The Roehampton Readers participated in the CILIP Carnegie & Kate Greenway Children’s Book Awards as a shadowing group. Meeting at Roehampton University to discuss the books, their reviews were then posted to the shadowing site itself. Over this summer, we are sharing a selection of the reviews with you as part of the ongoing activity here at NCRCL. The Roehampton Readers group was coordinated by NCRCL PhD student, Kay Waddilove.
Review: Rooftoppers by Katherine Rundell
By Eleanor Hamblen
Katherine Rundell’s Rooftoppers begins with a baby floating in a cello case in the middle of the English Channel. All that follows is equally distinctive as both the protagonist, Sophie, and the story grow into something rather exceptional.
Happily, Sophie is fished out of the water by fellow shipwreck-survivor Charles Maxim who is perhaps a more stereotypical scholar than tightrope-walking Katherine Rundell, herself a fellow at All Souls College, Oxford. He claims to “understand books far more readily than [he understands] people” but as the story unfolds Charles displays an intuitive understanding of his young ward with “hair the colour of lightening” and “eyes the colour of candlelight”, enabling and encouraging her adventures.
The first chapters chart Sophie’s unconventional early years in London. There is more than a hint of Pippi Longstocking in her upside-down habits of replacing plates with books and sleeping on top of a wardrobe. Such eccentricities are the cause of much sighing, frowning and note scribbling from Miss Elliot, a representative of the National Childcare Agency. On Sophie’s twelfth birthday, this oppressive organisation threatens to take her away from Charles which prompts their escape to Paris in search of Sophie’s long-lost mother.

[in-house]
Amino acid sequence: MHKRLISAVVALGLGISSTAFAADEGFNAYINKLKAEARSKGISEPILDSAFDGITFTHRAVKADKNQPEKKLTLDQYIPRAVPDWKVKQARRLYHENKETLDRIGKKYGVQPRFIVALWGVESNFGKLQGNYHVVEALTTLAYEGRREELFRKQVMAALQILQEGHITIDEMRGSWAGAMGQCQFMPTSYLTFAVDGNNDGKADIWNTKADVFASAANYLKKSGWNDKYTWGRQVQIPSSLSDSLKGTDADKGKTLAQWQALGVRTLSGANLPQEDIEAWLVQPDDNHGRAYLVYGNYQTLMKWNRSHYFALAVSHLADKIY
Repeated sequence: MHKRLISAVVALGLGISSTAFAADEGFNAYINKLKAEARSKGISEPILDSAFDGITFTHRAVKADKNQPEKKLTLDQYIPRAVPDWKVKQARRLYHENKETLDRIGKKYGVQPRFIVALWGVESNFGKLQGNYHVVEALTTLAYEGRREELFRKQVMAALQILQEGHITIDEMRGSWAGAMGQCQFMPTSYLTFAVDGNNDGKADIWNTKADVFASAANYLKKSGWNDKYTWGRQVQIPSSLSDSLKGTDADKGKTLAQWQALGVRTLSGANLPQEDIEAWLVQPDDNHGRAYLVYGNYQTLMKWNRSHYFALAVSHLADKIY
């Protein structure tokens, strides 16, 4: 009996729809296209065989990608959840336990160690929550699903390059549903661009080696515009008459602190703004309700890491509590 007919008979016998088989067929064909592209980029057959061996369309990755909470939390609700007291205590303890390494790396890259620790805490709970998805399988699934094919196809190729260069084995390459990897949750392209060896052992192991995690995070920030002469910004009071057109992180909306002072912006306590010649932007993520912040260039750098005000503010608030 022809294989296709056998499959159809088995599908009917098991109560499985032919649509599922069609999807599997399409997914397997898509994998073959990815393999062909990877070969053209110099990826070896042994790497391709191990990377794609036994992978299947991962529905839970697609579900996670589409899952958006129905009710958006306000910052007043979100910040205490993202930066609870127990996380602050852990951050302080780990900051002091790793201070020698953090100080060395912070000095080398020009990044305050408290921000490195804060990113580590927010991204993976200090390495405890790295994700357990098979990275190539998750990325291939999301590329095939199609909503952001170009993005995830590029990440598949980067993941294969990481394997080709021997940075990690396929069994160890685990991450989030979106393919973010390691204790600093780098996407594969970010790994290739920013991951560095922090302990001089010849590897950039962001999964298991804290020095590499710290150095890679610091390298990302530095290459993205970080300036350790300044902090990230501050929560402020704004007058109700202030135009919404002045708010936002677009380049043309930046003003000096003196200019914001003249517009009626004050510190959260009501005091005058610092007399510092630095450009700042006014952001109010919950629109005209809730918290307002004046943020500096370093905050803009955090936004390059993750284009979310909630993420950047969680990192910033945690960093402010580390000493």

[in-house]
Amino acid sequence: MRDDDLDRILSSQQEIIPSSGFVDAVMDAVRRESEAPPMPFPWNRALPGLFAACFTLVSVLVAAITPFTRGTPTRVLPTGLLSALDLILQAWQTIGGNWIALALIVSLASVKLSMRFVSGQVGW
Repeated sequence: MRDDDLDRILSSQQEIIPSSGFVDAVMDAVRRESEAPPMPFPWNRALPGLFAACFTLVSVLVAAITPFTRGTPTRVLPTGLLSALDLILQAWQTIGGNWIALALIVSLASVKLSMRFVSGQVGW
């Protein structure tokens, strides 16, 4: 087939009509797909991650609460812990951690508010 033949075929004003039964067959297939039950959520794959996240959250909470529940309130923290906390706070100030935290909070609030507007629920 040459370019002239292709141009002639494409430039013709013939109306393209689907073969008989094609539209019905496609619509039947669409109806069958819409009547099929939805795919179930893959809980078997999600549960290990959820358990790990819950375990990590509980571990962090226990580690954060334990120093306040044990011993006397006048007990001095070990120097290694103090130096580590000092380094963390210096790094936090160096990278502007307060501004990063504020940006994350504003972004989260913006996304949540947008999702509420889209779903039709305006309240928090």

Facing more difficulties with the French authorities, Sophie is forced onto the Paris skyline while Charles seeks legal advice. It is here that she encounters the “rooftoppers” or “sky-treaders”, a ragged troop who give us an insight into their bird’s eye view of the world. With their help, Sophie confronts her fears as she scales Notre Dame and leaps from roof to roof in pursuit of her quest.
Rooftoppers features traditional tropes of children’s literature such as orphans and rapturous descriptions of midnight feasts. However, Rundell’s voice is fresh and she handles these familiar images in interesting ways. For example, the “rooftoppers” are adamant that they are not street children since the street belongs to everyone. Their life is hard but private and liberated, they repeatedly claim that “the sky belongs to [them]”.
The reference to street urchins is one of just a few details which anchors the story in the nineteenth-century. There is also mention of an icebox, a horse and carriage and, significantly, the fact that women do not play cellos. The historical setting is not emphasised and the dialogue can appear incongruously modern at times but this is forgiven as the reader is swept away by Rundell’s style, characterisation and well-crafted plot.
Sophie’s guiding principle, inherited from Charles, is to “never ignore a possible” and her hopeful determination is what drives the narrative towards its thoroughly satisfying conclusion. Rigid convention and attempts to limit female agency are criticised in favour of imagination and bravery which the book’s child characters possess in spades.
Rooftoppers is Katherine Rundell’s second novel (her first novel was Girl Savage) and has already been awarded the Waterstones Children’s Book Prize. I feel that this original, uplifting and completely charming story would also be a worthy recipient of the Carnegie Medal.